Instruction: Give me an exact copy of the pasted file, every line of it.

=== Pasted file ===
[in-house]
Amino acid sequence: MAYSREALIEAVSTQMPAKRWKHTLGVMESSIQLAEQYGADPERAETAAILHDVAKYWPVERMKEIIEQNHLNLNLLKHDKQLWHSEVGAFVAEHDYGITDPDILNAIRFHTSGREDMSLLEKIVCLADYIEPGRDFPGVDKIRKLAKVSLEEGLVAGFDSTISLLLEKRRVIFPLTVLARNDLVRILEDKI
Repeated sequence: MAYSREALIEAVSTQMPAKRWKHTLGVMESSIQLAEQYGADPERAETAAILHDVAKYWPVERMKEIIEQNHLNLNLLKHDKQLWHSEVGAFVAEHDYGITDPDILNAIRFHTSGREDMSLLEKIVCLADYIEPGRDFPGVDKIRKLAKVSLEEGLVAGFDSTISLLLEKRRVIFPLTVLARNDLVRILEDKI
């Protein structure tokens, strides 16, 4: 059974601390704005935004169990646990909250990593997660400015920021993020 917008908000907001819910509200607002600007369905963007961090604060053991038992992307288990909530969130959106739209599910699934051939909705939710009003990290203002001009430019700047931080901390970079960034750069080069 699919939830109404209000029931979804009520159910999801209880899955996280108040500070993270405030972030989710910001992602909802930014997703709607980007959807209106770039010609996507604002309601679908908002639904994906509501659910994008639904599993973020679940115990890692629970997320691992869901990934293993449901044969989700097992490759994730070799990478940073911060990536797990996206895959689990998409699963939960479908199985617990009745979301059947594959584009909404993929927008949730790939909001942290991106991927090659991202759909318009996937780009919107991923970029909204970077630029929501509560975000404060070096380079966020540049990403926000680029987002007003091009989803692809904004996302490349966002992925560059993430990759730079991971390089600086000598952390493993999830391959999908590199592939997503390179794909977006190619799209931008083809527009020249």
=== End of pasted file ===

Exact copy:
[in-house]
Amino acid sequence: MAYSREALIEAVSTQMPAKRWKHTLGVMESSIQLAEQYGADPERAETAAILHDVAKYWPVERMKEIIEQNHLNLNLLKHDKQLWHSEVGAFVAEHDYGITDPDILNAIRFHTSGREDMSLLEKIVCLADYIEPGRDFPGVDKIRKLAKVSLEEGLVAGFDSTISLLLEKRRVIFPLTVLARNDLVRILEDKI
Repeated sequence: MAYSREALIEAVSTQMPAKRWKHTLGVMESSIQLAEQYGADPERAETAAILHDVAKYWPVERMKEIIEQNHLNLNLLKHDKQLWHSEVGAFVAEHDYGITDPDILNAIRFHTSGREDMSLLEKIVCLADYIEPGRDFPGVDKIRKLAKVSLEEGLVAGFDSTISLLLEKRRVIFPLTVLARNDLVRILEDKI
């Protein structure tokens, strides 16, 4: 059974601390704005935004169990646990909250990593997660400015920021993020 917008908000907001819910509200607002600007369905963007961090604060053991038992992307288990909530969130959106739209599910699934051939909705939710009003990290203002001009430019700047931080901390970079960034750069080069 699919939830109404209000029931979804009520159910999801209880899955996280108040500070993270405030972030989710910001992602909802930014997703709607980007959807209106770039010609996507604002309601679908908002639904994906509501659910994008639904599993973020679940115990890692629970997320691992869901990934293993449901044969989700097992490759994730070799990478940073911060990536797990996206895959689990998409699963939960479908199985617990009745979301059947594959584009909404993929927008949730790939909001942290991106991927090659991202759909318009996937780009919107991923970029909204970077630029929501509560975000404060070096380079966020540049990403926000680029987002007003091009989803692809904004996302490349966002992925560059993430990759730079991971390089600086000598952390493993999830391959999908590199592939997503390179794909977006190619799209931008083809527009020249």